Once it has been honed, that will be the time for the beta readers to have a look. They’re not editors, just people that I trust, the ones who are part of my target audience.
I went off on a bit of a tangent there, to get back to where I was, I’m faced with this document and I have to start correcting it.
I tend to concentrate on the comments, they’re the important bit at this stage, the formatting and such are sort of beyond my level of expertise so I just skim through them. Unless I can see that a comma, for instance, has been put in the wrong place and messes up the sense of what I want to say. But that’s pretty rare; my editor knows what they’re doing with the presentation of my work correctly on the page. I can leave that to them, I want to get into the comments.
The comments are more important because they show me what the editor thinks I’m trying to say. They show me what a reader will think, such as “?” or “but didn’t you say…x…?” And they point out things like repeated words and other bits and pieces that slow the action down.
This is what I couldn’t see because I was too close, they are the first things that my editor saw, so they must be the first things that a reader will notice.
And that’s valuable information. That’s what it’s all about.
So, I will address each comment and see the sense of it. Then I will amend it, or not, all depending on what I think it does to the progression of the narrative. It might be that the comment will stay and it’s the surrounding text that gets altered.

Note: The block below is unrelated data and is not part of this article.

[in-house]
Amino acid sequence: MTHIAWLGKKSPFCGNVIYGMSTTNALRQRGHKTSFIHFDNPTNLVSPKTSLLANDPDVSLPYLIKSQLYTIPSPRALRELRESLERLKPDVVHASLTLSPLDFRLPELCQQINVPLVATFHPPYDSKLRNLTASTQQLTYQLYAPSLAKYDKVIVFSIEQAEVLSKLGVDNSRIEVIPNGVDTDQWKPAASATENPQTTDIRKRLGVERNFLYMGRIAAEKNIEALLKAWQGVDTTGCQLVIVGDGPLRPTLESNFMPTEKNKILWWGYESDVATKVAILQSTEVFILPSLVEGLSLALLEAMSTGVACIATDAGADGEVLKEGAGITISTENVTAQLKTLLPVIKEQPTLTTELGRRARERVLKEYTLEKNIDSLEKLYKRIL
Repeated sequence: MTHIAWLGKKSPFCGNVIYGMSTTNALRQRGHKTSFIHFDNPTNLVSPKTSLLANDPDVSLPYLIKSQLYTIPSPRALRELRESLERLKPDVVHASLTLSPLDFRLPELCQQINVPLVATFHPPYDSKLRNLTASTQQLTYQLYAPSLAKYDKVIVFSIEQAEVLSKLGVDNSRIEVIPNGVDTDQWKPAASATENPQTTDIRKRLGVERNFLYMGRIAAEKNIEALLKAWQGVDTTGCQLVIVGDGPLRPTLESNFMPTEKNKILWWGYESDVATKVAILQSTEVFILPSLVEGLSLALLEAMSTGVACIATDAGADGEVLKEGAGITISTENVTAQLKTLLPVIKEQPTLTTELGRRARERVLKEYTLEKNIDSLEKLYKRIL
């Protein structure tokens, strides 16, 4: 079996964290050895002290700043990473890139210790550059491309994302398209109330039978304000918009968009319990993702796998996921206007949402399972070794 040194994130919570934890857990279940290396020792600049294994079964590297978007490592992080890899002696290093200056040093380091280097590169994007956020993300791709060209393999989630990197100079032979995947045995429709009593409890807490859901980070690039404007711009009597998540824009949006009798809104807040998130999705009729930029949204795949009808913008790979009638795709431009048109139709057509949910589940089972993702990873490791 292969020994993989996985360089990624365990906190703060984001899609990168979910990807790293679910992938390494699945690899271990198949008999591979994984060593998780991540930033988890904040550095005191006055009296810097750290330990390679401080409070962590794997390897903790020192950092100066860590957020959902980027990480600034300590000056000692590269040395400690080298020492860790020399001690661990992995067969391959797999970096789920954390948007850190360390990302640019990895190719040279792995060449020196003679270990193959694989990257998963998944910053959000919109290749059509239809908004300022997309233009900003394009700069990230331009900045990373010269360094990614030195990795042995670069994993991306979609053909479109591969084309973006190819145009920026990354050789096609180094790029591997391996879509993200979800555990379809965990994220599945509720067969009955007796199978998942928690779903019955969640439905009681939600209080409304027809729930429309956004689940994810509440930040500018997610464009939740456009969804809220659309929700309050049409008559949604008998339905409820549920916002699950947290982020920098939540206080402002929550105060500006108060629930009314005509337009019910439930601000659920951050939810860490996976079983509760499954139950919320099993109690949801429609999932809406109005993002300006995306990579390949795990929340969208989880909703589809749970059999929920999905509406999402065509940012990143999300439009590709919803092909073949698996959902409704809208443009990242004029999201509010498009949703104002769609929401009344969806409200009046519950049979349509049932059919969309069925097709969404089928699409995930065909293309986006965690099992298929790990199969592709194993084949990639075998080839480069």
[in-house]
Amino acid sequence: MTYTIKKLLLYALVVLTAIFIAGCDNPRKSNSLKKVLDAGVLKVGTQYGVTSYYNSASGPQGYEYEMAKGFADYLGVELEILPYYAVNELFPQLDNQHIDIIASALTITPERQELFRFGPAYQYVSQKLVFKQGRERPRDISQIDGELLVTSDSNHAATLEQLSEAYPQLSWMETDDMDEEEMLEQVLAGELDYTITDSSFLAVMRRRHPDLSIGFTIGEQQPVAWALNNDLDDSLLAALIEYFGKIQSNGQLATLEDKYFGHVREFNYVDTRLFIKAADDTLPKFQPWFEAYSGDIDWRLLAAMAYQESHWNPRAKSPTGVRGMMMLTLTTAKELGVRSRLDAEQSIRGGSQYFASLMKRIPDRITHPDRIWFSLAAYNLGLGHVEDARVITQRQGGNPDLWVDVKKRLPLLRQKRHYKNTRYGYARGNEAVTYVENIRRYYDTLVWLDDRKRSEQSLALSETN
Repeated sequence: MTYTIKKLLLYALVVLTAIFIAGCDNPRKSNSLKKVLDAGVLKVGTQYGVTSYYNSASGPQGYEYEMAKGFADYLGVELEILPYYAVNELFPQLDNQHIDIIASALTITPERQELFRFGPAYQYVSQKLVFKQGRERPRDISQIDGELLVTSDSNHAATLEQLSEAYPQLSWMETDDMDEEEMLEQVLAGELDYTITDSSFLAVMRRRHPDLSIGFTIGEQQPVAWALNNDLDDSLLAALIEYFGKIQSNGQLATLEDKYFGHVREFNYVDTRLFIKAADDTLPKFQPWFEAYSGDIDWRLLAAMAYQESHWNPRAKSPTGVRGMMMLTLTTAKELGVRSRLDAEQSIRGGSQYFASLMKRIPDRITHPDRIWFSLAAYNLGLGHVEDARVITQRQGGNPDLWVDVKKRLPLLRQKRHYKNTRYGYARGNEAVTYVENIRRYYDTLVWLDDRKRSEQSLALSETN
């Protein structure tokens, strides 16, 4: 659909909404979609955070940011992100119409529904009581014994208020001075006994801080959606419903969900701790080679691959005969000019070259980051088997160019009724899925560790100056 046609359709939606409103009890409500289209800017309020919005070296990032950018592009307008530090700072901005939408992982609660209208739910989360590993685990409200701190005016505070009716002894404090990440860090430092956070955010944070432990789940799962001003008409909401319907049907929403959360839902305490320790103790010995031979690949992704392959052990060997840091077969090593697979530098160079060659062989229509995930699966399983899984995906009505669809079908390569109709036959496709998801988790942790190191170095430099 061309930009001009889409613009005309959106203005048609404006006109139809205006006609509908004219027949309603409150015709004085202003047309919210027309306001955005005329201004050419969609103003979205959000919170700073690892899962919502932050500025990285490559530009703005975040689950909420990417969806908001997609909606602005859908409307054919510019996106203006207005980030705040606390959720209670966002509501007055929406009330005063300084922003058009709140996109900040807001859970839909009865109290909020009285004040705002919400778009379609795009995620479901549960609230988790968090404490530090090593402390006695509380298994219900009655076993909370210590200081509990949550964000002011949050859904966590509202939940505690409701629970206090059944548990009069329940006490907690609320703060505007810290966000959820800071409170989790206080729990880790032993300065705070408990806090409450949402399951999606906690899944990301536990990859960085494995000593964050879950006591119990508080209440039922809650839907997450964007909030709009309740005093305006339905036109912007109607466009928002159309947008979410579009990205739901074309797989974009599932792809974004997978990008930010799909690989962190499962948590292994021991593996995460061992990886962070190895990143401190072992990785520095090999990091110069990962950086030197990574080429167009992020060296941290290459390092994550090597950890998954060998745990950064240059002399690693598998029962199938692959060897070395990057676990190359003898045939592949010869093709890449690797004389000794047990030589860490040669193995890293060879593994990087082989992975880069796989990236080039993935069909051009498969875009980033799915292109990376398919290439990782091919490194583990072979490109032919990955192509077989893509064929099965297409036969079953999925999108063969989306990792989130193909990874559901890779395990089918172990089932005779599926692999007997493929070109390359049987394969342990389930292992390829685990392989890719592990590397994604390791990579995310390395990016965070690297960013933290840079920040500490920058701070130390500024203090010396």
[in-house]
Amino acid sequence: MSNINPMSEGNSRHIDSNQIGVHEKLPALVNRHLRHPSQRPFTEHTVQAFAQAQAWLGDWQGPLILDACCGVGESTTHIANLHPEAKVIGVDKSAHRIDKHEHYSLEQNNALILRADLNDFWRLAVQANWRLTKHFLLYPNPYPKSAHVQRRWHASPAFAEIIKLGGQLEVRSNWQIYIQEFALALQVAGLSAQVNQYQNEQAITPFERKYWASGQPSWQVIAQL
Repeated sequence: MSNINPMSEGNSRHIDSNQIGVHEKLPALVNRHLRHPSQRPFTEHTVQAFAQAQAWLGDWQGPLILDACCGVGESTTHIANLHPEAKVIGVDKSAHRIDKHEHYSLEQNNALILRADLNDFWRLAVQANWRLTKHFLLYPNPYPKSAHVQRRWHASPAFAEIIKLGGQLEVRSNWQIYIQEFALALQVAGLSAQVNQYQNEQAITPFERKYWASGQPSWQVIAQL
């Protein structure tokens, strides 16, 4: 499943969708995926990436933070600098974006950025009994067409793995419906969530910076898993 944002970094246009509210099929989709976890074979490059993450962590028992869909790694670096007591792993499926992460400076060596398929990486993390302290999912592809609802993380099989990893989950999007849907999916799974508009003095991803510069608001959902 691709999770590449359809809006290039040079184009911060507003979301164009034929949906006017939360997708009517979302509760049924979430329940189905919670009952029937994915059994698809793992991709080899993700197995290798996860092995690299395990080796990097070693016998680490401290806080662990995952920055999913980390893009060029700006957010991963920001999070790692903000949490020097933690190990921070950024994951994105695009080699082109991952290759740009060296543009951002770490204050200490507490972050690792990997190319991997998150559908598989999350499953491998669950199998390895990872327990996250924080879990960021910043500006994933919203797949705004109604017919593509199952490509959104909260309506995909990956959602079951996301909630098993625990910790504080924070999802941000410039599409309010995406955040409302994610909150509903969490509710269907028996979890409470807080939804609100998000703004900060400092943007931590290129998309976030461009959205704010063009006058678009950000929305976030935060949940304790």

In fact, the act of re-reading the comments often changes my mind; it gives me a starting point for changes or amplification. The whole direction of a scene or of a plot line can hinge on a comment such as “why did they say/do that?” In fact, I have written whole sequels based on the comments of an editor.
So far from being the destroyer of your work, the edit can often bring out the best in your writing.
and here’s the new version of the blurb, after revision.
“What has happened to Horis Strongman since we saw him last? The events in Aserol and beyond have changed him and given him adventures that he could never have imagined. His life is now completely different in every respect. He had travelled far and wide and seen things that he would never have thought were possible.
But those who were against him have recovered and can still do him harm. Before he and those he cares for can be truly safe, he must face his foes again, and this time, the stakes are raised. Before his journey ends, he will find that he has allies in the strangest places for the final confrontation that he hopes will secure his future.
The story takes in foreign lands and new dangers as Horis fights for the freedom to live in peace.
A new Life in Ventis is the sequel to The Rocks of Aserol.”
Is that better? What do you think? Let me know via a comment below.
And if you want my advice, get a good editor; they’re worth their weight in Gold!
3253total visits,3visits today